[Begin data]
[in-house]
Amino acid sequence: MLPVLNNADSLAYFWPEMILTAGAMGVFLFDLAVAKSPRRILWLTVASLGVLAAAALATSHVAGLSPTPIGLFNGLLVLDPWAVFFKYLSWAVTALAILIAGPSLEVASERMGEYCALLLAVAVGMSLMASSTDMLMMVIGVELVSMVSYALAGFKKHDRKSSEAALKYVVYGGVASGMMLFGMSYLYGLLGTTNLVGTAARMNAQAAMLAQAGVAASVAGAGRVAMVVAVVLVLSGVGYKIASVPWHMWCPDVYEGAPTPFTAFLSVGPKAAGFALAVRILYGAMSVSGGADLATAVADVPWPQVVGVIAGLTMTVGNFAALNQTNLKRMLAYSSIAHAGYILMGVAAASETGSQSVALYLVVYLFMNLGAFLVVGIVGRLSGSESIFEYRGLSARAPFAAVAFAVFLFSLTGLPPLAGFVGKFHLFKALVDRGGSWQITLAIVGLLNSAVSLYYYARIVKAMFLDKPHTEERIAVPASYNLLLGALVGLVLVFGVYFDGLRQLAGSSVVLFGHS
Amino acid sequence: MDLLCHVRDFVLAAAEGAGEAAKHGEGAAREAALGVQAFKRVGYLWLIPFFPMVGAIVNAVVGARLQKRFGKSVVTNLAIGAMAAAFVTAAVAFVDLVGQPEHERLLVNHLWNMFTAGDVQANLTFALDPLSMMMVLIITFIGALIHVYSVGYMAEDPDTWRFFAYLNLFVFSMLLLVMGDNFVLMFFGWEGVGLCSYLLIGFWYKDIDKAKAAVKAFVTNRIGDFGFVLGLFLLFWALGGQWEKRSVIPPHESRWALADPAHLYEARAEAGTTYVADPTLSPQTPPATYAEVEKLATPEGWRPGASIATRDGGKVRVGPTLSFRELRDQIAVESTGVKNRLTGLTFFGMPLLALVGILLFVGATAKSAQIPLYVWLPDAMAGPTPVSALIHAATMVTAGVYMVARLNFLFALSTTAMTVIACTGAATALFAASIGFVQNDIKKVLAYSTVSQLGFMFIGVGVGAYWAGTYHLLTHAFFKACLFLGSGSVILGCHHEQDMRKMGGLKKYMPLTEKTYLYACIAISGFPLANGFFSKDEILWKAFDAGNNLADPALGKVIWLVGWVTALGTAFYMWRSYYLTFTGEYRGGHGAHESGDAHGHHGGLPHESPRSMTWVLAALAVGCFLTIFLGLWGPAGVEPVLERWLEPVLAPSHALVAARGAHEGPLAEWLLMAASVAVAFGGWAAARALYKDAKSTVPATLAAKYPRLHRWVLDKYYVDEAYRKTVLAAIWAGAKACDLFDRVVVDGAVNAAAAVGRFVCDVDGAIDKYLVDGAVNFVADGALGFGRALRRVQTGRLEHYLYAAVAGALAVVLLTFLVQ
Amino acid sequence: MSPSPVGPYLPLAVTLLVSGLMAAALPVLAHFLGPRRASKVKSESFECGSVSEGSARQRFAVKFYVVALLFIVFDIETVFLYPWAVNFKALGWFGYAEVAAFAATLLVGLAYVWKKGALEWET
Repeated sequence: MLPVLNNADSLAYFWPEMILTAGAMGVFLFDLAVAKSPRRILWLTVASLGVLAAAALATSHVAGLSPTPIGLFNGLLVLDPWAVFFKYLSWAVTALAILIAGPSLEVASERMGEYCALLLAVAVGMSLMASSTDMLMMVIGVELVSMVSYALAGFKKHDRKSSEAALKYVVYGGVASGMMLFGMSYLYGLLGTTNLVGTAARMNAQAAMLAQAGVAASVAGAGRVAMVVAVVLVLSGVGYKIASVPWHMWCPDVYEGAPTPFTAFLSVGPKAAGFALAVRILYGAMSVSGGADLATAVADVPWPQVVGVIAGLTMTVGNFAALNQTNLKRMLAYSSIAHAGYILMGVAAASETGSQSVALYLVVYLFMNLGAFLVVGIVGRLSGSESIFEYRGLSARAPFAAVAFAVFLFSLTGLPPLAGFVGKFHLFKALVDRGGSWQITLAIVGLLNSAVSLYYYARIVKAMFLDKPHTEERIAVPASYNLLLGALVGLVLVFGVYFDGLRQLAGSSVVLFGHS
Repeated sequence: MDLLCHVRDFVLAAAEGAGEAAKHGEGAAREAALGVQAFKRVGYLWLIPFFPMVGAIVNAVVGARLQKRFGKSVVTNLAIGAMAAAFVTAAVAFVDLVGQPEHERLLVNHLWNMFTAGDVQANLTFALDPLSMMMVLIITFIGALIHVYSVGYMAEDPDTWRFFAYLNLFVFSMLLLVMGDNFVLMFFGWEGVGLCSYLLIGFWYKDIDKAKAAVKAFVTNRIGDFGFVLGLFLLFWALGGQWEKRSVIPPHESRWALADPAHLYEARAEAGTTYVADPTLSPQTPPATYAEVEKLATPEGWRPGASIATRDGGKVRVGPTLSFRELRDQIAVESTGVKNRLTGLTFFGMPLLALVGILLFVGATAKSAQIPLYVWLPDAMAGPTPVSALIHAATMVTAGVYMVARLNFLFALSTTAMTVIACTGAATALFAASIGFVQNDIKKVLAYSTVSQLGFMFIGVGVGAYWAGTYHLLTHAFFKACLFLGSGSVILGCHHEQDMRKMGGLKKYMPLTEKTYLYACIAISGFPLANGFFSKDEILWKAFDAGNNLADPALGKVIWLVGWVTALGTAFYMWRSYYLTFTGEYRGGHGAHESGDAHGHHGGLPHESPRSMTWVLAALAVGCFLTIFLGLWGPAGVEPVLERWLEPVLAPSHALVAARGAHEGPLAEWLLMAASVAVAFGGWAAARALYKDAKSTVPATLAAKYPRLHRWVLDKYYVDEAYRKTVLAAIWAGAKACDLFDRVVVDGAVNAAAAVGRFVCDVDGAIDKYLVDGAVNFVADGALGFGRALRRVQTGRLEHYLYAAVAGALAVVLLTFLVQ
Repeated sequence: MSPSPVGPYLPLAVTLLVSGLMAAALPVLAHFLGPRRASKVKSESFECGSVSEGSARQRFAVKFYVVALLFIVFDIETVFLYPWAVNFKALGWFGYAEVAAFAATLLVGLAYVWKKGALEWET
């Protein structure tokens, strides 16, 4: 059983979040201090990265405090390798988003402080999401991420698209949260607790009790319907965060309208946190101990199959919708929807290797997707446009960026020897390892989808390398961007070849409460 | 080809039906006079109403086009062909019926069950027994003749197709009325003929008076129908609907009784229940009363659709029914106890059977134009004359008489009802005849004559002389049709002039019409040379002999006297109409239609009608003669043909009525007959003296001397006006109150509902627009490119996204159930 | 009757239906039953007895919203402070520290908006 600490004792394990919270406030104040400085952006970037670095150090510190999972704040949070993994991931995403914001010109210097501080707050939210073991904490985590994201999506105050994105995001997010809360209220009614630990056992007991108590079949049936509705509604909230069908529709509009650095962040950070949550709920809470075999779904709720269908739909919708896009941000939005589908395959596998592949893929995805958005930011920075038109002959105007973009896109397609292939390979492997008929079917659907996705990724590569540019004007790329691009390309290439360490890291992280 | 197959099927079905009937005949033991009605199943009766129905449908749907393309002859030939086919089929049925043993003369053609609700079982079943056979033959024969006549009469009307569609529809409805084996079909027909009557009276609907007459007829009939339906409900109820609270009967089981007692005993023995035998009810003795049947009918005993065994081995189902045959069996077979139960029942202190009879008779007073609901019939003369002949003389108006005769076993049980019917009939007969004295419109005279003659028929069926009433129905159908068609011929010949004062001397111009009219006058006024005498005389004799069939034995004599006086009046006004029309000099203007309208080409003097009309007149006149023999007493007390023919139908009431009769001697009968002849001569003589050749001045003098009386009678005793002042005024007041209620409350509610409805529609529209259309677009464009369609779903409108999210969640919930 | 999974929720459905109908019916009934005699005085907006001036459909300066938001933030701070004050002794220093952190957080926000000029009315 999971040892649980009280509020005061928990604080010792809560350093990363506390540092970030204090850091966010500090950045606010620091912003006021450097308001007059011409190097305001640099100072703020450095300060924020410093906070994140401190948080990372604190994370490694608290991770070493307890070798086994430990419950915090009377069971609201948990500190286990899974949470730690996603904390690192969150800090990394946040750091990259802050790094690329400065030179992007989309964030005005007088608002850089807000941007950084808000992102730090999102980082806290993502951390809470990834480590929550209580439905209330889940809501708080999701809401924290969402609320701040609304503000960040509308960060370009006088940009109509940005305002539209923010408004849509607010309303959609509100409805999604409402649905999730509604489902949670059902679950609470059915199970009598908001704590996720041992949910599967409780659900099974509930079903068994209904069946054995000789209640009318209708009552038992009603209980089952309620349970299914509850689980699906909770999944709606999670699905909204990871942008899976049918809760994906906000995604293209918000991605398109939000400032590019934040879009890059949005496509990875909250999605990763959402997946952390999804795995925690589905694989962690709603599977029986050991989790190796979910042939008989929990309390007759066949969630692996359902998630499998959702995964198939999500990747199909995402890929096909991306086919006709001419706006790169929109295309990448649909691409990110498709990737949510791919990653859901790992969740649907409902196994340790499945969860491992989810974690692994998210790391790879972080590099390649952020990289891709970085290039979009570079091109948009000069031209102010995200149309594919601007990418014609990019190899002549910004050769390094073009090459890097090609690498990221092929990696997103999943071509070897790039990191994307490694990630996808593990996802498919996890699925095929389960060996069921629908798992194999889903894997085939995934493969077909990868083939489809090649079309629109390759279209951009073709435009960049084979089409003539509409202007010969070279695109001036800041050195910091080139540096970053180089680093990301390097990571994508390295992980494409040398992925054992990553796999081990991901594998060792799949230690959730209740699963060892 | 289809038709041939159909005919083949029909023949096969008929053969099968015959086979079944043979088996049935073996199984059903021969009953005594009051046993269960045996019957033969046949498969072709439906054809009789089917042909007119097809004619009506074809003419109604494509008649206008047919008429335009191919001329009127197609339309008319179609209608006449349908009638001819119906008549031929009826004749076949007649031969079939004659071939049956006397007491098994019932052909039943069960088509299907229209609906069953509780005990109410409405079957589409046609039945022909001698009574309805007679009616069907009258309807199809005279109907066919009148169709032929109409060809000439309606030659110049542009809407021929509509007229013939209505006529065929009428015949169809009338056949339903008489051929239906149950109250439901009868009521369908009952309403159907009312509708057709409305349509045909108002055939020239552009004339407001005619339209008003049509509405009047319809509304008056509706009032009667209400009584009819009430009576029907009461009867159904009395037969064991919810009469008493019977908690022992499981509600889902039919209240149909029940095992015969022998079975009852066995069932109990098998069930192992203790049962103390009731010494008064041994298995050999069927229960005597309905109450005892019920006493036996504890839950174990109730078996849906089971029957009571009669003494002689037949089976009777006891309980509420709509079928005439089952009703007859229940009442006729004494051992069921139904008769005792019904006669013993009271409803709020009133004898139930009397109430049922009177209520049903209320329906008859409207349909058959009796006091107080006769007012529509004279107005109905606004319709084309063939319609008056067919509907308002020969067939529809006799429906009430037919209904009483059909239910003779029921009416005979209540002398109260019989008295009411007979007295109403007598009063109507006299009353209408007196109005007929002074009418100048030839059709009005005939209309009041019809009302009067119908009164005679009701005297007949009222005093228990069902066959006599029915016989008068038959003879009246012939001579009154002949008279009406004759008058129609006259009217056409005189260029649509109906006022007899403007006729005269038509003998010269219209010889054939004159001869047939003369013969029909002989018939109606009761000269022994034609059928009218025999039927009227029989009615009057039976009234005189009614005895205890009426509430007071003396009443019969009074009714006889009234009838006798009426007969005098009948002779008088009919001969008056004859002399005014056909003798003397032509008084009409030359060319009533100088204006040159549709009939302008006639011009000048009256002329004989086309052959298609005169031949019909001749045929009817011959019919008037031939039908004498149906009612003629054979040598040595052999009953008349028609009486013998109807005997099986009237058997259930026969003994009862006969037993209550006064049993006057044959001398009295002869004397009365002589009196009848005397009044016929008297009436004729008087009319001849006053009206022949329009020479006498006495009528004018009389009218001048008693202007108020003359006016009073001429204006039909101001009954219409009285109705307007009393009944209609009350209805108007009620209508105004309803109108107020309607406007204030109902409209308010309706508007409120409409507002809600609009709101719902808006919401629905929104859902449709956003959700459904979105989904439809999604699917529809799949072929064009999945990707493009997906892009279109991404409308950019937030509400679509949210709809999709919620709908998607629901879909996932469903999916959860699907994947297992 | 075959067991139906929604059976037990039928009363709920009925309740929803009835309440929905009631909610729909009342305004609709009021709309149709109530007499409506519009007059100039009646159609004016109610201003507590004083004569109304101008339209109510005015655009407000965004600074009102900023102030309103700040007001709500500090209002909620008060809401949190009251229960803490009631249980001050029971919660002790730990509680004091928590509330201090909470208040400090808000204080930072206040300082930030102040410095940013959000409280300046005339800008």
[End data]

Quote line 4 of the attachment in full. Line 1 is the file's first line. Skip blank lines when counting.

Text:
Amino acid sequence: MSPSPVGPYLPLAVTLLVSGLMAAALPVLAHFLGPRRASKVKSESFECGSVSEGSARQRFAVKFYVVALLFIVFDIETVFLYPWAVNFKALGWFGYAEVAAFAATLLVGLAYVWKKGALEWET